Bringing Psychopathology Back In: Part IV, Extremist Violence from and against the State


I’ve slowly begun working on a paper I’ve had in mind for over a decade. It focuses on the prevalence and importance of psychopathology for social movements, but also for other actors in the field of politics and organizations. Cross-cultural studies show that 5% of human populations suffer from serious mental illness such as schizophrenia and bipolar disorders, and another 5% suffer from serious anxiety, compulsive, or depressive disorders. It seems ill-advised for sociologists to ignore this aspect of the human condition.

Last week we had yet another (or probably six) shooting of an unarmed African American by a police officer. The poor guy is a therapist in a group home and he literally had his hands in the air while lying on his back—and still the cop shot him, three times. I think I know why, and simple racism isn’t enough.

Nearly 30 years ago I was shot by a stranger in a convenience store parking lot. It wasn’t on television or even considered remarkable because the guy was a Vietnam vet who was physically and psychologically disabled. We used to joke about that shit back in the 1970s and 1980s. Crazy Vietnam vets holed up in a trailer with a bunch of guns waiting for the Viet Cong to show up.  Vietnam Vets were lucky. Unless you wanted to make a career in the military, if you were unlucky enough to be sent to ‘Nam it was only for one 4-6 month tour. Still, the horrors of war interact with comorbid physical injuries and latent mental health problems to exacerbate and channel psychotic behavior. If you have a schizoid disorder or bipolar with psychoses and you’ve killed people and or watched people die in war, you’re unlikely to express symptoms through believing you’re the Easter Bunny, and much more likely to have dangerous paranoid delusions.

We have been at war for 15 years, and before that fought a low level war in several parts of the Middle East as well as in what is now Bosnia and Serbia. Unlike in the past, over the last 15 years the US has subjected regulars and even National Guard members to long and arduous tours of duty in Iraqistan. People are pulled from their jobs and families and sent to kill and die (mostly the former, though). Given that this is a volunteer military, it raises serious questions about selectivity and psychopathology—particularly given the lowering of all manner of standards for all branches of service (except the Merchant Marines and the Coast Guard….).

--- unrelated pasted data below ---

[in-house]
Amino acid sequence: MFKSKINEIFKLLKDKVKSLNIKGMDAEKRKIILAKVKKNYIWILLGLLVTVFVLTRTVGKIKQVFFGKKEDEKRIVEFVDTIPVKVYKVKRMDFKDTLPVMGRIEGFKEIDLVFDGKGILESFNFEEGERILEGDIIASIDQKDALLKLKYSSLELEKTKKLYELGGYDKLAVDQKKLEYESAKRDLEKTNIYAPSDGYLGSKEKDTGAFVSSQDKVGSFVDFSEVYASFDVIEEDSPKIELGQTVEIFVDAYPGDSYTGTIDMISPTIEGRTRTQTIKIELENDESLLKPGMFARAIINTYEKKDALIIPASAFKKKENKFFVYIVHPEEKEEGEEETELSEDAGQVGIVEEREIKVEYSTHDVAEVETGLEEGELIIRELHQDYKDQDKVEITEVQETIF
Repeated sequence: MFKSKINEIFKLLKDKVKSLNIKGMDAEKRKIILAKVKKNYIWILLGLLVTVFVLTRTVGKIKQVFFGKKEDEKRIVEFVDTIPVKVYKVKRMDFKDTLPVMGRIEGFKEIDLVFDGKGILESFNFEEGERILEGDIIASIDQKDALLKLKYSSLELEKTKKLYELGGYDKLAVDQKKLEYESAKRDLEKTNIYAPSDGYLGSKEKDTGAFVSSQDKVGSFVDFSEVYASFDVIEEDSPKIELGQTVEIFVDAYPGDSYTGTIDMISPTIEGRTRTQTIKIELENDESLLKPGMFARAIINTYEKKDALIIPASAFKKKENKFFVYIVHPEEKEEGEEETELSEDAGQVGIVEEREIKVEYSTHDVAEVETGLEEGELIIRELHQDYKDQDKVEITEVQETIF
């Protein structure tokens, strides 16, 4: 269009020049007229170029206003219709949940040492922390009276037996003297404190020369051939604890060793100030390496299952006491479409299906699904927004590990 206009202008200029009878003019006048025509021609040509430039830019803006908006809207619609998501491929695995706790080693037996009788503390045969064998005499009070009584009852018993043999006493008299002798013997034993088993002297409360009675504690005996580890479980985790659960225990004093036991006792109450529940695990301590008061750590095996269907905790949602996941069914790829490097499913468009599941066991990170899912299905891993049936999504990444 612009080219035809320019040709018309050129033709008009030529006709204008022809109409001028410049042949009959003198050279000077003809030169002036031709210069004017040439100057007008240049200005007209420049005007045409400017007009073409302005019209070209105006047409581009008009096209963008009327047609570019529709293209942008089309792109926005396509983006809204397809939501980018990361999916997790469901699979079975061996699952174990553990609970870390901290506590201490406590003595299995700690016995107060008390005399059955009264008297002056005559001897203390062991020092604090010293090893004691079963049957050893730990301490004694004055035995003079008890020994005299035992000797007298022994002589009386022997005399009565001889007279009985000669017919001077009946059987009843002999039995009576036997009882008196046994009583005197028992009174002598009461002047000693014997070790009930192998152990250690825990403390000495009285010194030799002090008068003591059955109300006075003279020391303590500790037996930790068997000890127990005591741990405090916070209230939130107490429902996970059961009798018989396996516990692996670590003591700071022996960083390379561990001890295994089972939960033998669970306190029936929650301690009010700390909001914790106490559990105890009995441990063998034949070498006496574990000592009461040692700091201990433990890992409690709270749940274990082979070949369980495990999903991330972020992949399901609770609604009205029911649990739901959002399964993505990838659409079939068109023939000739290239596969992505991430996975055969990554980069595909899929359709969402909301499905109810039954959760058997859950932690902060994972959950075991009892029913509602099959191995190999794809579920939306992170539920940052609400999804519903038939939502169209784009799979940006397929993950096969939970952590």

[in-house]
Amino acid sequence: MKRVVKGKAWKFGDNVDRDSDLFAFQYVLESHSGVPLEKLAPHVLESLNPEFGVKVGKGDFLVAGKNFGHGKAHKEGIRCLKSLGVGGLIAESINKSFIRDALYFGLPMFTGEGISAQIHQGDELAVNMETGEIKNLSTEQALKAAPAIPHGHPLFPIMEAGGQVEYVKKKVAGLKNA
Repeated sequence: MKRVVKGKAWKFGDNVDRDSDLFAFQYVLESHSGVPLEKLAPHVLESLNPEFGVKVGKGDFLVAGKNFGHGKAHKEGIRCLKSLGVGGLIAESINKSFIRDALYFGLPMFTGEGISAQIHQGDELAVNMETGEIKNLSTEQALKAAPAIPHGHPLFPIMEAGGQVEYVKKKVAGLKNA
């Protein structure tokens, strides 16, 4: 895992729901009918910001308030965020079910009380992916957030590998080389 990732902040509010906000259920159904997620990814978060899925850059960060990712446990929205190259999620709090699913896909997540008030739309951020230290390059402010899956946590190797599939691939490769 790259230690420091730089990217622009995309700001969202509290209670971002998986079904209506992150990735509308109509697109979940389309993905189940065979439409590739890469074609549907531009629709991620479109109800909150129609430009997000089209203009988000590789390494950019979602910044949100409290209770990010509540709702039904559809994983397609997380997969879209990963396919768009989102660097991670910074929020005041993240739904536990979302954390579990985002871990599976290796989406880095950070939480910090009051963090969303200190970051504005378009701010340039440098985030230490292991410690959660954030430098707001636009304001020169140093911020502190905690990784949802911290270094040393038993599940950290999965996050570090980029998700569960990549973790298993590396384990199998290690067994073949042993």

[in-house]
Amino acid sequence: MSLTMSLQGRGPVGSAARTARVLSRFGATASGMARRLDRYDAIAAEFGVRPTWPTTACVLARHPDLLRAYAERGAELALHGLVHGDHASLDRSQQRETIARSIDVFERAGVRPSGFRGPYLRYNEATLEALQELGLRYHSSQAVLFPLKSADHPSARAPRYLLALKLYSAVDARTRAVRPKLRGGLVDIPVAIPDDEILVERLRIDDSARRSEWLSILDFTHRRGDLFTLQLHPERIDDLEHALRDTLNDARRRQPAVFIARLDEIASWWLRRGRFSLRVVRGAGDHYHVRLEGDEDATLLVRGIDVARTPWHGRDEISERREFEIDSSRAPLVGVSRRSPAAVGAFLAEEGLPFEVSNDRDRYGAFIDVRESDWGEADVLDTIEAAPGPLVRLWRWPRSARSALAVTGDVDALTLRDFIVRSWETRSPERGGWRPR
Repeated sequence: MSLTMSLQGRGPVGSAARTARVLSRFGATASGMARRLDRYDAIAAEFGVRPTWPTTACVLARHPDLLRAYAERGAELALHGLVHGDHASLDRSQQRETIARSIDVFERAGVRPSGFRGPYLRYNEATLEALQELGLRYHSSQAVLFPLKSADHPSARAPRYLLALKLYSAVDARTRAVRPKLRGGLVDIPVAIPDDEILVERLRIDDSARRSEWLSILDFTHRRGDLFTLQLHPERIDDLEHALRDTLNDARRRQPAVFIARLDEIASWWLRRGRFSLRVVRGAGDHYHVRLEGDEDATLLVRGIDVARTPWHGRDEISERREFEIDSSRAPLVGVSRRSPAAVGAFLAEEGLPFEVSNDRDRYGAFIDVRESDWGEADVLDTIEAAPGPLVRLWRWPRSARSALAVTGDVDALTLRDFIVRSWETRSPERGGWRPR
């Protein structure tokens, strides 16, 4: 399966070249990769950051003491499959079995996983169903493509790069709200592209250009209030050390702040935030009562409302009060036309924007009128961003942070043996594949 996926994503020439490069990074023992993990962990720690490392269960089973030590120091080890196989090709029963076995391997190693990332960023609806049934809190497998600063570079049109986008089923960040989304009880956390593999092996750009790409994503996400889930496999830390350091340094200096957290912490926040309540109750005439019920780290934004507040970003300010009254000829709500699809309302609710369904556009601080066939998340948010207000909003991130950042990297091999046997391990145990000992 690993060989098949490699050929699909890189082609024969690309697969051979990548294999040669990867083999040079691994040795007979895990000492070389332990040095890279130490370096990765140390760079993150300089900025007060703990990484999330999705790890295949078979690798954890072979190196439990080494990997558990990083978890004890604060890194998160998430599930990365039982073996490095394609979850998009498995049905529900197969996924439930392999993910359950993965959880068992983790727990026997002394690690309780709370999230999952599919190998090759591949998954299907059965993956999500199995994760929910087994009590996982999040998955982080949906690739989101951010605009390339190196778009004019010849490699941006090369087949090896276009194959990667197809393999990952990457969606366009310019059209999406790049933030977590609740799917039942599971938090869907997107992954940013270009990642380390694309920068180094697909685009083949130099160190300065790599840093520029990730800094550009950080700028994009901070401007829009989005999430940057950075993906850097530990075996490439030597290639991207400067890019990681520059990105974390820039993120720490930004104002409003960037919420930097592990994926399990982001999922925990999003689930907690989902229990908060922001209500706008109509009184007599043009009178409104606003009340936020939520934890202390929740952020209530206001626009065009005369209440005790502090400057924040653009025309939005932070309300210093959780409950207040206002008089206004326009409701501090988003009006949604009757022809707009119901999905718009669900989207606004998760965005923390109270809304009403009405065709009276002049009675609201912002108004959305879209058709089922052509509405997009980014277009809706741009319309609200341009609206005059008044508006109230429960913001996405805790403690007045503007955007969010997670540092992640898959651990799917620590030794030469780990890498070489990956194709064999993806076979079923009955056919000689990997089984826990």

One thing you get out of military service, particularly if you are white and male, is extremely strong affirmative action for employment in police departments. Indeed, there are virtually no other requirements for employment in most forces save for a short training stint at a police academy—where you are taught by people with very similar experiences, proclivities, and likely psychopathologies.  Our  veteran police officers are almost uniformly veterans of our warmongering enterprises in Iraq and Afghanistan, and most likely suffer the trauma of such involvement. Yet we give them guns and train them to shoot first. Who knows what that “SWAT” team member saw. I saw a developmentally disabled adult sitting in the road with a guy who looks like Black Santa Claus. The cop may have seen a big hulking Afghani who pulled a grenade and fragged his buddies in Kabul.

Ah, but let us not forget our ethnically diverse military. Many of those who chose to join are ethnic minorities. African Americans, Latinos, and even Arab Americans who were more looking for a way to pay for school or get a job–rather than signing up to kill them some Haji’s (that’s what they call us, I know). It is not surprising at all that several of the shootings of police officers following police shootings of African Americans have been executed by former military personnel. Not only are they likely to be suffering from psychopathologies, but they are also not likely to reap the rewards of public employment and social esteem which accrue to white veterans. Nor is it surprising that all of the family members report that “XXXX wasn’t the same when he got back from Iraqistan.” Extremist violence is often a product of psychopathology, rather than being strategic in an organizational sense, it is an egoistic response of the afflicted, which then must  be dealt with or incorporated into the agendas of social movements—or the repressive state…..


One Response to “Bringing Psychopathology Back In: Part IV, Extremist Violence from and against the State”

  1. Graham Peterson Says:


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